The RSIS Centre for Non-Traditional Security (NTS) Studies' Blog


War on drugs kills

Posted in NTS Plus by NTSblog on June 10, 2011
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At the beginning of June an international group of high level politicians (or ex-politicians), businessmen and intellectuals called the Global Commission on Drug Policy published its report on the worldwide “war on drugs”. Both the findings and the recommendations of the report might come as shocking to many of its readers. The authors of this publication argue that the global war on drugs has been a large failure that has brought devestating consequences for individuals and communities across the globe. In their opionion, the massive spendings on criminalization and strict repressive measures that have been undertaken for the last decades have “failed to effectively curtail supply or consumption.”(p.2) What the repressive measures have resulted in so far is incarceration of millions of people (predominantly casual drug users) that has resulted in destroyed lives and families without any fundamental reduction of the “availability of illicit drugs or the power of criminal organizations.” (p.3).

According to the Commission, this new gloomy reality is not only condemnable, but also in stark contrast with the initial goals of all anti-drugs measures. The authors of the report try to highlight the fact that the 1961 UN Single Convention on Narcotic Drugs “made it clear that the ultimate objective of the system was the improvement of the ‘health and welfare of mankind’”. In other words the intention behind all anti-drug measures was to have less crime, better health and more development. Yet, the authors of the report find that it is obvious now that none of these goals has been achieved by the war on drugs.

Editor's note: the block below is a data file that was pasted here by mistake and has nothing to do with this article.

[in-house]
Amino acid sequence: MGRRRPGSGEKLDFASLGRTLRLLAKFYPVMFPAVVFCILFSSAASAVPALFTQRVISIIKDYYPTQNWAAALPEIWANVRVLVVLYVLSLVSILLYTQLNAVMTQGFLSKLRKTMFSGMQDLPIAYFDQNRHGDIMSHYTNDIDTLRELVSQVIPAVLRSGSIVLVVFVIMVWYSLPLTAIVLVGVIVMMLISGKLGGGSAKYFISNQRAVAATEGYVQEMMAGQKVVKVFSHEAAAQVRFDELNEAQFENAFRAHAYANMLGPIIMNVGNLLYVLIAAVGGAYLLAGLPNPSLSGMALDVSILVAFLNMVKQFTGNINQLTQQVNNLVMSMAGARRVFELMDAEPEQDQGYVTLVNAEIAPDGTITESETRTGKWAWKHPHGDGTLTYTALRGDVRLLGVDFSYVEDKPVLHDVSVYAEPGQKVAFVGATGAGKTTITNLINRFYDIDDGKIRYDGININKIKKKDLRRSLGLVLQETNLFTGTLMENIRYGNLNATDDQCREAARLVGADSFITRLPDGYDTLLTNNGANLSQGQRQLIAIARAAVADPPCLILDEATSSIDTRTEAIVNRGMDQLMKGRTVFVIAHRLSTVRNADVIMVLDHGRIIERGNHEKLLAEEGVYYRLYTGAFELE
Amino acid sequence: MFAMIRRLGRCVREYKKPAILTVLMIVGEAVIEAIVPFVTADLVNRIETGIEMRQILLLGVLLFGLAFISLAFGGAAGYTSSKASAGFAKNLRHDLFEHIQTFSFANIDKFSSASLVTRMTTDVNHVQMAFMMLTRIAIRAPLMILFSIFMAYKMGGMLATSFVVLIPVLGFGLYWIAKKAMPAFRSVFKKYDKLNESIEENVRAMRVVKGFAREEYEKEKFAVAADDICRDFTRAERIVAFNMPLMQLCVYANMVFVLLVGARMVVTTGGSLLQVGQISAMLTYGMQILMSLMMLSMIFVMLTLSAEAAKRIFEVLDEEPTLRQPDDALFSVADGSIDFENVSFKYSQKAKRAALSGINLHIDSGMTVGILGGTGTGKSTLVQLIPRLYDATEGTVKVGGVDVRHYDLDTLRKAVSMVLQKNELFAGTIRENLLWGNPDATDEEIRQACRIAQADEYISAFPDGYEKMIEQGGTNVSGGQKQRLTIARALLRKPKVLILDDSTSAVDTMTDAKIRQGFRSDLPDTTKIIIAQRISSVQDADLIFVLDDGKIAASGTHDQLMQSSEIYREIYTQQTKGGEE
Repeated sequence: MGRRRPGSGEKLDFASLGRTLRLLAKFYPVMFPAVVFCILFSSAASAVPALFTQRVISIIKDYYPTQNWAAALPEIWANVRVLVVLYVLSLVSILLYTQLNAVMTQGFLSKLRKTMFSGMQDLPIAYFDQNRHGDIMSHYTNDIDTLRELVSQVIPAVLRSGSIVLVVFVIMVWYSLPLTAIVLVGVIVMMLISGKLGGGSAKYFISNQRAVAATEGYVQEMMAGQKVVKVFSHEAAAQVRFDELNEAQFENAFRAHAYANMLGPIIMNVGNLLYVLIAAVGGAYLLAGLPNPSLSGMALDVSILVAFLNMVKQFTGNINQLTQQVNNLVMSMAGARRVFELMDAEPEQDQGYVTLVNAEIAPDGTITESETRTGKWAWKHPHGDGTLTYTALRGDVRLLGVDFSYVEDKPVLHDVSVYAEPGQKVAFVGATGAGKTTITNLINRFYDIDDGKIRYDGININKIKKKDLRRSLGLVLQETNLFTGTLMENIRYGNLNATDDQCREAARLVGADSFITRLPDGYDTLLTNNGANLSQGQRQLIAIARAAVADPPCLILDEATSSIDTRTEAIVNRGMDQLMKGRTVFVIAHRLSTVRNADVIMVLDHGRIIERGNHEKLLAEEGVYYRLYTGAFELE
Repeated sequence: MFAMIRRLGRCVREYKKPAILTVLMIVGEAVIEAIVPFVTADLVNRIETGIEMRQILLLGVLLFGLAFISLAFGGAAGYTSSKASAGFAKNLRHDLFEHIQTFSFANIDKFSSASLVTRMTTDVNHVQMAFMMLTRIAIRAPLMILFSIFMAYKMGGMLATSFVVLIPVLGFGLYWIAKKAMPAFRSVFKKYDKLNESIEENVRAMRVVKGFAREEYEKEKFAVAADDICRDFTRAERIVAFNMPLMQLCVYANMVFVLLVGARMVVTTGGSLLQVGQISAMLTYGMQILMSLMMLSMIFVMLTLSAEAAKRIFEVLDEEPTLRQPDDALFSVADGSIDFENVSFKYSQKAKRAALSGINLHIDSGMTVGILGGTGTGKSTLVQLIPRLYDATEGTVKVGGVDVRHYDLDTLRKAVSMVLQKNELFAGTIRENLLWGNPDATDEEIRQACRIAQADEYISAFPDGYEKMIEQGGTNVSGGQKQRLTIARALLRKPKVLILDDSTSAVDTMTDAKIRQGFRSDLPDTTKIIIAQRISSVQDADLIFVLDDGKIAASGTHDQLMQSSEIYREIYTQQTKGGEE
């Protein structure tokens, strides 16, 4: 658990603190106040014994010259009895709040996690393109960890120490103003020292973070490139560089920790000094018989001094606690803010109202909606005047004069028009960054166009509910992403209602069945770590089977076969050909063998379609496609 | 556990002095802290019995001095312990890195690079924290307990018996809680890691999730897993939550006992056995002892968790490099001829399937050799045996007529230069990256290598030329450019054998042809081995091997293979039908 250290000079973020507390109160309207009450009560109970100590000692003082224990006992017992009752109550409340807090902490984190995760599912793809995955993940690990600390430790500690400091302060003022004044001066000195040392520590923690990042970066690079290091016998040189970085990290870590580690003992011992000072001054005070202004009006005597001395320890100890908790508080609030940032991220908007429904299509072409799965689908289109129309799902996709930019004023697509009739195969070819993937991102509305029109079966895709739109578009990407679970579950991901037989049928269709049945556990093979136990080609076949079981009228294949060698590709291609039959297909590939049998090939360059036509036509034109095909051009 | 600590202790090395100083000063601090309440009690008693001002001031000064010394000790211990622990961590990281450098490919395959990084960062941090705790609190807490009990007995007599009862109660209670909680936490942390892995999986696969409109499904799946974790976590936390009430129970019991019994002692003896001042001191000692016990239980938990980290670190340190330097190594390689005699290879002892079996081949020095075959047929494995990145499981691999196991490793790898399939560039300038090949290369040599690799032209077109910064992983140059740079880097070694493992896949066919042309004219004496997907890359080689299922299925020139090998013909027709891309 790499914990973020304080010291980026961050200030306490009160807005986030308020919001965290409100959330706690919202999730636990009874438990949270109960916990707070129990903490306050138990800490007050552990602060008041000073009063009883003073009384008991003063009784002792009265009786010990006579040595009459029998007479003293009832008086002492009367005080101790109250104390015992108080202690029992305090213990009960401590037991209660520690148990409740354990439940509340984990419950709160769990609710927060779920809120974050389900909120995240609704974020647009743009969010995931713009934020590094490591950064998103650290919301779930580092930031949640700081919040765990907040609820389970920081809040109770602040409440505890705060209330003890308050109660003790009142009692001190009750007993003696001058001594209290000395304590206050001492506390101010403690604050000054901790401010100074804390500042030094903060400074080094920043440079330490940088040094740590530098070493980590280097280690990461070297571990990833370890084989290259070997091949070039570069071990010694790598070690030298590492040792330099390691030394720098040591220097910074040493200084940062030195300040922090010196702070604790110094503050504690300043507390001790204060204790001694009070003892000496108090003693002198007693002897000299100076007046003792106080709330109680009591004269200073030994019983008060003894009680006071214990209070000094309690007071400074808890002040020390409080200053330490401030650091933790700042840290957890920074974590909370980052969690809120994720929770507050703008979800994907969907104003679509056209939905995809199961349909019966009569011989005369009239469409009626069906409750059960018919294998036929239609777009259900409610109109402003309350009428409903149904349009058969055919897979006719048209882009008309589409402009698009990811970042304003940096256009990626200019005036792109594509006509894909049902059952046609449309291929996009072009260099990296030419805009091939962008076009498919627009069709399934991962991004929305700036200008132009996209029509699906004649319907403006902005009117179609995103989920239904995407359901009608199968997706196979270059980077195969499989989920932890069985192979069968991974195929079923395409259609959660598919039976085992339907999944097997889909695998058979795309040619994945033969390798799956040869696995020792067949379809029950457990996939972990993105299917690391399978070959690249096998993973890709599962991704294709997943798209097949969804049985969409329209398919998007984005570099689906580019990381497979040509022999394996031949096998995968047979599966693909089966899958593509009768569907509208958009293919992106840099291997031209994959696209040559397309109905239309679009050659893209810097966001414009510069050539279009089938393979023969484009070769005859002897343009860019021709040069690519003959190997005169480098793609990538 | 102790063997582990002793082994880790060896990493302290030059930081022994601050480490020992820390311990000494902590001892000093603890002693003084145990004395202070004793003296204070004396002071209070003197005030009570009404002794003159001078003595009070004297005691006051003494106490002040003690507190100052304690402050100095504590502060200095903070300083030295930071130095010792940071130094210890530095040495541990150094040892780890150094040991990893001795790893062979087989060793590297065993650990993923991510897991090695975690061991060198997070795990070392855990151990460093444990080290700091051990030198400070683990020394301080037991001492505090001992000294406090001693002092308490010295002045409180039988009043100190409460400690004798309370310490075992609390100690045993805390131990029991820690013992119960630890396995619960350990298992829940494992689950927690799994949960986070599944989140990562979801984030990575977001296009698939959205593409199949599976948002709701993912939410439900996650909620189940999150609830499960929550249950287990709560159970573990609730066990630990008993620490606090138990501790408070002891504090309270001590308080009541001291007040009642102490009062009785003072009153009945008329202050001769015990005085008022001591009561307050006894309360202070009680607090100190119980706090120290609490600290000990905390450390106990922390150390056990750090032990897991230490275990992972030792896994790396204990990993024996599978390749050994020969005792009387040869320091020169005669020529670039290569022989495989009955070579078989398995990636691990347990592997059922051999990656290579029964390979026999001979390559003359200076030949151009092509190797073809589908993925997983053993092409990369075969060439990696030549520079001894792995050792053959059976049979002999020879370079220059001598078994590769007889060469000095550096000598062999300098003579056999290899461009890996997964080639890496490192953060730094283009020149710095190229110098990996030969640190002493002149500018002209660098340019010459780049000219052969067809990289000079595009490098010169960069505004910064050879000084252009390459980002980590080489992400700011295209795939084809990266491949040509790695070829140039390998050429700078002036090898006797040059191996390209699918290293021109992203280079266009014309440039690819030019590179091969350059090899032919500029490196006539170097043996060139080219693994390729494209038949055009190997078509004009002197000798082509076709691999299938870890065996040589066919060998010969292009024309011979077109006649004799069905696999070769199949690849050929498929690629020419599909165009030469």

But these findings are in fact hardly new or surprising. For decades countless, journalists,criminologists, economists, scientists and officials have been informing the public that the war on drugs has been little more than a complete disaster. Even the fact that that the Commission calling for (at least partial) legalization of drugs is formed by some of the most prominent political, business and intellectual figures of the globe (such as Kofi Annan, Javier Solana, Paul Volvker, Richard Branson, Thorvald Stoltenberg and many others) is not any kind of revolution. Nearly 200 years ago Abraham Lincoln himself stated that:

“Prohibition [in that case of alcohol] will work great injury to the cause of temperance. It is a species  of intemperance within itself, for it goes beyond the bounds of reason in that it attempts to control a man’s appetite by legislation, and makes a crime out of things that are not crimes. A Prohibition law strikes a blow at the very principles upon which our government was founded.”

What is truly shocking is how come the war on drugs has not been abandoned despite all the evidence and arguments against it. War on drugs (or any other prohibition on personal moral choices) has always been questionable. What needs to be questioned today is who and why sustains its existence.

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